2. Does the customer stockpile/use hazardous materials?
3. Are there sophisticated, safety mechanisms in place to protect electronic records and files?
4. Does the company have electronic access control installed in rooms/areas containing confidential information?
5. If the customer utilizes potentially dangerous mechanical equipment, is electronic access control used to protect the untrained from gaining access?
Your prospects may call it inventory shrinkage, or shrink for short. Large amounts of shrink cuts into profits – making a big difference in the amount of margin or profit a retailer can retain – and typically leads to higher customer costs.
Shrink happens through employee theft, shoplifting or administrative error and vendor fraud. It’s bad news however it happens, and it is getting worse.
Global shrink cost retailers $119 billion last year, according to the Global Retail Theft Barometer, an annual study by the Centre for Retail Research. In North America alone, the cost of this shrinkage was $45 billion, representing 1.5 percent of retail sales.
What’s startling is that employees, and not customers, are the primary source of shrink. Loss categories that contribute to shrink include cash, product, intellectual property, equipment, tools, computers and supplies.
An average company that invests in an electronic access control system throughout their facility can substantially reduce shrink from internal theft by 50 percent or more. Key areas of deployment include product inventory rooms, materials and supply locations and back doors of the facility.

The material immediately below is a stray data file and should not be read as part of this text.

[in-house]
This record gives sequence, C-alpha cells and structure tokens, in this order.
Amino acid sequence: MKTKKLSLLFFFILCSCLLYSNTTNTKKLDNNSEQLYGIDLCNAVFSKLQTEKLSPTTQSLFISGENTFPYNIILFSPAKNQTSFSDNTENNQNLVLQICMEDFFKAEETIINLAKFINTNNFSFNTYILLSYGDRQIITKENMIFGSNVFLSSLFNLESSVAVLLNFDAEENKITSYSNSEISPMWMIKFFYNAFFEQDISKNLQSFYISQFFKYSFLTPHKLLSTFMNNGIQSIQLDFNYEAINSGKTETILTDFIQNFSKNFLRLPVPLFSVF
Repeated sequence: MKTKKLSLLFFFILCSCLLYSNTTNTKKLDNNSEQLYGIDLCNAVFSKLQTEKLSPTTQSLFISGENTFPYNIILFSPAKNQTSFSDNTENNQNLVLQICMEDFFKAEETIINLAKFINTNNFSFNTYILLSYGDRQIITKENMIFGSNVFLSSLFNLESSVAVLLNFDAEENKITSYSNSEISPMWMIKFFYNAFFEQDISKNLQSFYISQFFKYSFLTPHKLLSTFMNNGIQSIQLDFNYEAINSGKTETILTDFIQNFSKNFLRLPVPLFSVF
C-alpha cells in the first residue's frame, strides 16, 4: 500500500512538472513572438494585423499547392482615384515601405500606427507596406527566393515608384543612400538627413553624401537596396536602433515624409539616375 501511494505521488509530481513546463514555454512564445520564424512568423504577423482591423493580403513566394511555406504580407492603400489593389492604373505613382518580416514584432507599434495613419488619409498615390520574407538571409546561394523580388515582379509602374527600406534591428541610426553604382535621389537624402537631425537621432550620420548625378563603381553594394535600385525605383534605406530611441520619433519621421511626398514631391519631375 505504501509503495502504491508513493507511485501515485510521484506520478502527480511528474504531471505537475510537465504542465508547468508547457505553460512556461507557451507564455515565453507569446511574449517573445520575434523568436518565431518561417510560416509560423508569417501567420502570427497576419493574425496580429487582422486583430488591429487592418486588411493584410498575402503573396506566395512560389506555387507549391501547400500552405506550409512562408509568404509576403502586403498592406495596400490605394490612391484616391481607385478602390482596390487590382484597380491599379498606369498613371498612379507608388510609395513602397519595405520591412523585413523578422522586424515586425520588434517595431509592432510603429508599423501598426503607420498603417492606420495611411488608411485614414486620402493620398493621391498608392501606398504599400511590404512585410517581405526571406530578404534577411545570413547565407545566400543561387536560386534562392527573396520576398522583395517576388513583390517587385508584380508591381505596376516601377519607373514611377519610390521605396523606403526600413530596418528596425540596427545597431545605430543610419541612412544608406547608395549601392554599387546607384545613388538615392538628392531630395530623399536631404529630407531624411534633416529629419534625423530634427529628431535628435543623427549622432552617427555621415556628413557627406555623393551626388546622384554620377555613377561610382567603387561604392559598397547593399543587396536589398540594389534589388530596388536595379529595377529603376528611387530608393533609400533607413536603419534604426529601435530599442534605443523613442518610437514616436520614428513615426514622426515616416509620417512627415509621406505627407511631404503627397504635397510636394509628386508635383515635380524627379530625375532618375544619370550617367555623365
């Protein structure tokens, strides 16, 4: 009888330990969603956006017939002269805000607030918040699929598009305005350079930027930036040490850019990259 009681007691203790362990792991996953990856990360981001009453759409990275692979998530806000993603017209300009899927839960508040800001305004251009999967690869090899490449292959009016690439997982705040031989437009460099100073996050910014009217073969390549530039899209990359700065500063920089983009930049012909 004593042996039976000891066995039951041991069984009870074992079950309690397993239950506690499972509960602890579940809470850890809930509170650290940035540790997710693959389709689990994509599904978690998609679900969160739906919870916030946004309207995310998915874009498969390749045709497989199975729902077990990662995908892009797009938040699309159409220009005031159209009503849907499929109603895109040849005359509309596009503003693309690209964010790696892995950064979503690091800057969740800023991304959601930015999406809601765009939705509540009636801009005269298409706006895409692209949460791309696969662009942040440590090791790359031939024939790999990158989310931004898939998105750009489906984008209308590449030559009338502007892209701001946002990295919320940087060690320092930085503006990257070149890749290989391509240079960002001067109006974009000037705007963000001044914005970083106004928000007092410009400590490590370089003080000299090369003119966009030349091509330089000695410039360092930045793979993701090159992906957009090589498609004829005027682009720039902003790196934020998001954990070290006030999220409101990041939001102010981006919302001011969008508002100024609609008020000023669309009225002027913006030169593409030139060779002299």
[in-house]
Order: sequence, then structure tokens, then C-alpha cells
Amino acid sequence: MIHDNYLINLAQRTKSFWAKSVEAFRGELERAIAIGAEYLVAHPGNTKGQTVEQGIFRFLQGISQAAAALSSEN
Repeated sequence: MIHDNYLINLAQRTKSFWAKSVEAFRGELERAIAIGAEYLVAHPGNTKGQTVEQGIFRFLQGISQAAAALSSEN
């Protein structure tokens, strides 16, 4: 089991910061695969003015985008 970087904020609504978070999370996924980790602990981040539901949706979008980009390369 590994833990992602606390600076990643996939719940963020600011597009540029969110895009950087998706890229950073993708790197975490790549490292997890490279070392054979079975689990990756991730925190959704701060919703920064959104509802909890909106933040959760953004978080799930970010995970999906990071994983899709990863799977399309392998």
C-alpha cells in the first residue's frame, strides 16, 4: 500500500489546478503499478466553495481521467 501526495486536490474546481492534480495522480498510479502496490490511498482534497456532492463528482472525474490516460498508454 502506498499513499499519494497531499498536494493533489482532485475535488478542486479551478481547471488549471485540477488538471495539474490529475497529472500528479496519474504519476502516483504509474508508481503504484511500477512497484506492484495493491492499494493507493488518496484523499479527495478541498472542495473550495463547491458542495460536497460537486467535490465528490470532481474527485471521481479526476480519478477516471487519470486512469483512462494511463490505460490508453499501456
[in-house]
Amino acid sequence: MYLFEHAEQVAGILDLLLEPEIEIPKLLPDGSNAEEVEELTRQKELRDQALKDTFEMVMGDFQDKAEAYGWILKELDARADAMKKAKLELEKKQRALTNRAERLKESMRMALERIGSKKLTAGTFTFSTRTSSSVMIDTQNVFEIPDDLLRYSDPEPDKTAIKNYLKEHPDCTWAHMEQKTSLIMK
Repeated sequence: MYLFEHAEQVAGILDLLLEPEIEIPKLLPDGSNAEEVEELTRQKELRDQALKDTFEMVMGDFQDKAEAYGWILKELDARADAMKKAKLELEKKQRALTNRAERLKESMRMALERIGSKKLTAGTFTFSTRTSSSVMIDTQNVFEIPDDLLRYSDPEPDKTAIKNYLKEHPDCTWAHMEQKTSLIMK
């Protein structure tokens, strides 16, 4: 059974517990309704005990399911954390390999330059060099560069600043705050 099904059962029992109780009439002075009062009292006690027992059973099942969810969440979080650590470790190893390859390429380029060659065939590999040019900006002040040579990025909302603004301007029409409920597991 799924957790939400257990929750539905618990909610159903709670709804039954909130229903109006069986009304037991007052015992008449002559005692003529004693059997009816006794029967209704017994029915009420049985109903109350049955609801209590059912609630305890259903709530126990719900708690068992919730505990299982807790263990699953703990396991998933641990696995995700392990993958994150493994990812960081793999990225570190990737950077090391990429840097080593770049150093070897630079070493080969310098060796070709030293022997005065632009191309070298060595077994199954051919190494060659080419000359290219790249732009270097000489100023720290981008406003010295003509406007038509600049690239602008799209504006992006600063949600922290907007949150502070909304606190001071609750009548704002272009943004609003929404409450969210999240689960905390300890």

These queries about levels of theft should be part of every access control conversation.
1. What types of products might employees steal from your organization?
2. How can the general public steal from you?
3. Are all your valuable assets sufficiently protected?
4. Are your more mundane office supplies adequately secured?
While the issues may seem evergreen, asking the right set of questions is where your opportunity lies. Prospects are looking for information and for answers, maybe in areas they are not even aware of. Make these questions your own to broaden and enhance your sales discussions this year.
John LaFond is Director of Sales - Commercial Access Group, Linear LLC. Linear LLC is a pioneer in engineered radio frequency (RF) products and is a major supplier of wireless residential security systems, access control, intercoms, garage door operators, gate operators, short- and long-range radio remote controls, and personal emergency reporting systems. For more information, contact Linear LLC. Telephone: 760.438.7000. Web: www.linearcorp.com.